Yes, I am attempting my first sweater. It's a bold move to go from scarves, hats, and baby's things, but I was bowled over by Brooklyn Tweed's version. The pattern is of course, the inimitable Elizabeth Zimmerman, from her book Knitting Without Tears. It's a little scary, because her patterns are guidelines rather than detailed instructions. I'm just working on the easy part--body and sleeves. Who knows what disaster will ensue when I get to the shoulder shaping?


Brand New Library!

Last weekend we went to the Mount Pleasant area, which used to be our old neighborhood a few years ago. Things sure have changed! The area was considered a not-so-good part of town 10 or 20 years back, but so many new buildings seemed to have popped up, and the neighborhood has definitely been revitalized over the last 2 or 3 years.

We paid a visit to the brand new Mount Pleasant Library, which just opened in the new year. The old library was previously in the sketchy Kingsgate Mall, and it was really old and worn out.

The new library is beautiful and modern and is right next to the community center. The space has a lot of natural light from the floor to ceiling windows, and has a wonderful, friendly feel.

view from across the street

the entrance with dog

notice how the carpet echoes the lines of the books?

a children's corner


Pho Vy - Victoria

Walking down Fort Street in Victoria, we were intrigued by two Vietnamese restaurants right across the street from each other. One of the restaurants was actually a popular chain Vietnamese restaurant in Vancouver, but the other one, Pho Vy, I'd never heard of; however, we looked through the windows at both places and chose the one with the most customers (always a pretty good indication).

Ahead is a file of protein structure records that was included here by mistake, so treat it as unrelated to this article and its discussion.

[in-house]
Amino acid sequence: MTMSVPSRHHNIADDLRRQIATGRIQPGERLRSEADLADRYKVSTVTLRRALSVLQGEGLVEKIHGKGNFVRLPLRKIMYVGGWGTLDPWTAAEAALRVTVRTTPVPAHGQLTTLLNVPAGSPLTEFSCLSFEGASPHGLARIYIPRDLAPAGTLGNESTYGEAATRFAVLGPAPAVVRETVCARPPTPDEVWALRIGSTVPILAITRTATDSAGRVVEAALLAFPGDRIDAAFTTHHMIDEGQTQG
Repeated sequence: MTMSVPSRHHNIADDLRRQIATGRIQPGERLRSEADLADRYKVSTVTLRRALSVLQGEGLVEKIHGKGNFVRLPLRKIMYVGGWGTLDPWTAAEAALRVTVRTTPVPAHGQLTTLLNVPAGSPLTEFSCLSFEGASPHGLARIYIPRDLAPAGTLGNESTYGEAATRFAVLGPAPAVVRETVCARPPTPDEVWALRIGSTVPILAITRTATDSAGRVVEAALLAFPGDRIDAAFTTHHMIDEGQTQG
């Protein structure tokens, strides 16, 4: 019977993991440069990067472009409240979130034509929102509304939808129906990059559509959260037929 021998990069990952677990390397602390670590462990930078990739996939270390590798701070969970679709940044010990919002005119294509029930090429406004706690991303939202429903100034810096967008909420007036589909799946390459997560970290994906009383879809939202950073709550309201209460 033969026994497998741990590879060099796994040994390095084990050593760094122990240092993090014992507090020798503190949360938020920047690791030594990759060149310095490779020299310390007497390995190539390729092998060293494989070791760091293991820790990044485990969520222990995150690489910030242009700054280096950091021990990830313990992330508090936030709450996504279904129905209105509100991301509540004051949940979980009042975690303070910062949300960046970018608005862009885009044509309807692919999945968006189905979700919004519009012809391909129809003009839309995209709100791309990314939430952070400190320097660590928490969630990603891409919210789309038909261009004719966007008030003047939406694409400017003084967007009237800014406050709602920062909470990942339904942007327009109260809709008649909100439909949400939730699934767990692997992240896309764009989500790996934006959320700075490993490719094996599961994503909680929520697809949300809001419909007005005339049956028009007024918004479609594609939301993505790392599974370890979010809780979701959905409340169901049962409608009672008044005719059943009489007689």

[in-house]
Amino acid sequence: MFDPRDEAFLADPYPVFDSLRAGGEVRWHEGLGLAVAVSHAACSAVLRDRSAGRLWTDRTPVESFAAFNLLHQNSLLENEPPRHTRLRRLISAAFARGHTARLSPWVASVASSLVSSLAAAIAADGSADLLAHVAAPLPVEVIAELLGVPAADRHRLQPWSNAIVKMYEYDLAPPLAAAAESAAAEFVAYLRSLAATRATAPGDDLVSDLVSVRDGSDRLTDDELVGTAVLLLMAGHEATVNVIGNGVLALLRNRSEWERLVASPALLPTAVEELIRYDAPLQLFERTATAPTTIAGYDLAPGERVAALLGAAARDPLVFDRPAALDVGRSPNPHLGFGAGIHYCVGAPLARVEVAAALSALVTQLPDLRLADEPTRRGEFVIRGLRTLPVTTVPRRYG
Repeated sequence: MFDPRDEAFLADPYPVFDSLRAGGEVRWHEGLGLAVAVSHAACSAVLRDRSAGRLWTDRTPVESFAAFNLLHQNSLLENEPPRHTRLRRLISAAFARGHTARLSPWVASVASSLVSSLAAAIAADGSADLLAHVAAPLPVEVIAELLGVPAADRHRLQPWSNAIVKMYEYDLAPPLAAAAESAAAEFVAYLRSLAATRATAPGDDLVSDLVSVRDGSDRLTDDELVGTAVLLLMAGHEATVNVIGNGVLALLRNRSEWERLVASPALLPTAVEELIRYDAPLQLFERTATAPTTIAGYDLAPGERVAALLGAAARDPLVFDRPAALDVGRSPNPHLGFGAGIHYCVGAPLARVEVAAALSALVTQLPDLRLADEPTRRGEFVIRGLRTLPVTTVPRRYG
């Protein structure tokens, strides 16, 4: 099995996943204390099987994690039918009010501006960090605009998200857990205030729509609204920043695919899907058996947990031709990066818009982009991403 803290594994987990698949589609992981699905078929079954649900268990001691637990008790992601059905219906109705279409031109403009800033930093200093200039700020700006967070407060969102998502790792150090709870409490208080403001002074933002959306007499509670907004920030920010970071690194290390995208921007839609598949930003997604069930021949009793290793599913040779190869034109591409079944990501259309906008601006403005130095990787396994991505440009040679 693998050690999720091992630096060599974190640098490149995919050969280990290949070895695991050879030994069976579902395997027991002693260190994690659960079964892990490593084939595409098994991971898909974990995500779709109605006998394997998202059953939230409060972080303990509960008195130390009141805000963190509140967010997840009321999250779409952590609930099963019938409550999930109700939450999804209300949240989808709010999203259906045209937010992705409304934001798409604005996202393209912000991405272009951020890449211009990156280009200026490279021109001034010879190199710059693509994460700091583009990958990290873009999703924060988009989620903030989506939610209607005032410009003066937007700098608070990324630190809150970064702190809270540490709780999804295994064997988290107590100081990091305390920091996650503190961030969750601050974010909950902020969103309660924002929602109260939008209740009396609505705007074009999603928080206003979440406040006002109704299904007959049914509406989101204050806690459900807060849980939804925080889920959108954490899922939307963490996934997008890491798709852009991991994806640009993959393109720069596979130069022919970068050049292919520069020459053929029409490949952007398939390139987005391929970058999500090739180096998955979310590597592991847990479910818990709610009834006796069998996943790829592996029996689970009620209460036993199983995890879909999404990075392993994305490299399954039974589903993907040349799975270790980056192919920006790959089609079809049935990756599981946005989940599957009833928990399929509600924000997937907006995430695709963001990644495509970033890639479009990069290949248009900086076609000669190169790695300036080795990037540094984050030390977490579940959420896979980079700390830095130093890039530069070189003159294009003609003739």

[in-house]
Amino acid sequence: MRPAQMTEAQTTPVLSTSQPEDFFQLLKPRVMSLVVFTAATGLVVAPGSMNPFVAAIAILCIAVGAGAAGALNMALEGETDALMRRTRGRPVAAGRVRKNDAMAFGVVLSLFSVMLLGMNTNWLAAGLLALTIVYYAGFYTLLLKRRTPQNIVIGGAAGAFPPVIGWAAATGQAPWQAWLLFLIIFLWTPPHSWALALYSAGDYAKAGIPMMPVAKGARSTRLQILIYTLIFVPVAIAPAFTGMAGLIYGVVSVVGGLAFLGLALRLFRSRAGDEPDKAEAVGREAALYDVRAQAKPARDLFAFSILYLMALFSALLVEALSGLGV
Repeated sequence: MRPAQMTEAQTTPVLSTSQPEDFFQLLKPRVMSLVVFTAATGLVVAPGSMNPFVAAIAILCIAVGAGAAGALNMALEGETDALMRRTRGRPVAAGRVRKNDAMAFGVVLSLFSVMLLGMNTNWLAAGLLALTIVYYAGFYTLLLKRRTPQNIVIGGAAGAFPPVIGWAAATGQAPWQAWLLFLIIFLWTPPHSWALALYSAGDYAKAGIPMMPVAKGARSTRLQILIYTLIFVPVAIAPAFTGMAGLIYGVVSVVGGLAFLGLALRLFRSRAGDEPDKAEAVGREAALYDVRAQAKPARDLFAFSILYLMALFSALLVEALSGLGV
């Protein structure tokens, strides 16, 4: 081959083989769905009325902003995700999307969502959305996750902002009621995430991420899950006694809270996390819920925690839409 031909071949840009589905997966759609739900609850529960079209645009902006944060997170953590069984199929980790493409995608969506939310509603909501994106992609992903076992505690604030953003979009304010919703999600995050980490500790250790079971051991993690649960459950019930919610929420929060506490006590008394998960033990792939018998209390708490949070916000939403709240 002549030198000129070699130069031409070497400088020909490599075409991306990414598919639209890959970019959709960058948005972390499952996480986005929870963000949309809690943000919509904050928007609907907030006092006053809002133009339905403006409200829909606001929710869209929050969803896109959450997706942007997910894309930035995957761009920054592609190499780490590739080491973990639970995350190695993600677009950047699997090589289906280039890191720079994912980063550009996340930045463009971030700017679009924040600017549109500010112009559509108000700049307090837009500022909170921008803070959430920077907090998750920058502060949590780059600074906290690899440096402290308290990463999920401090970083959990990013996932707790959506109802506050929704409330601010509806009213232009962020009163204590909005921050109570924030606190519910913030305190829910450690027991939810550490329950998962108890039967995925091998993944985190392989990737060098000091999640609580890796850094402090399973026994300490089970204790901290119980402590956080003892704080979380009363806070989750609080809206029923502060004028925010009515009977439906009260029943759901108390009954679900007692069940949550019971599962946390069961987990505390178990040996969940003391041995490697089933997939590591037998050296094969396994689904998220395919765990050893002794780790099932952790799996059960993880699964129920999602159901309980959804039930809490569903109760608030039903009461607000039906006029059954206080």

Like a lot of Vietnamese restaurants, Pho Vy's decor is nothing to write home about--really functional and basic. The service is minimal, but polite.

I ordered the large pho with beef balls and steak (around $8), and this looked wonderful. As usual, the soup came with the side of sprouts, Vietnamese basil, and a wedge of lime. The soup was dotted with thinly sliced onion, bits of green onion and cilantro. This was a comforting and delicious bowl; the noodles were nicely cooked, and they were also generous with the meat. The broth had a clear, brown colour, and it wasn't too fatty; however, the broth also had a particular sweetness which I usually don't like in pho broths (this is a personal preference, though), but this kind of grew on me, and I really liked it in the end.

Shane had the grilled pork vermicelli bowl (around $8). It arrived in a huge bowl, and came with a spring roll and veggies. This was delicious. The meat was tender and well marinated, and had a wonderful grilled flavour. This was probably one of the better grilled pork I've tasted. The sauce that came with the dish was also good--not too sweet, and with a really nice savoury quality to it.

We really enjoyed this place--if we lived in Victoria, we would definitely be regulars here. Simple atmosphere, unpretentious food at a most affordable price, what else can you ask for?

Pho Vy on Urbanspoon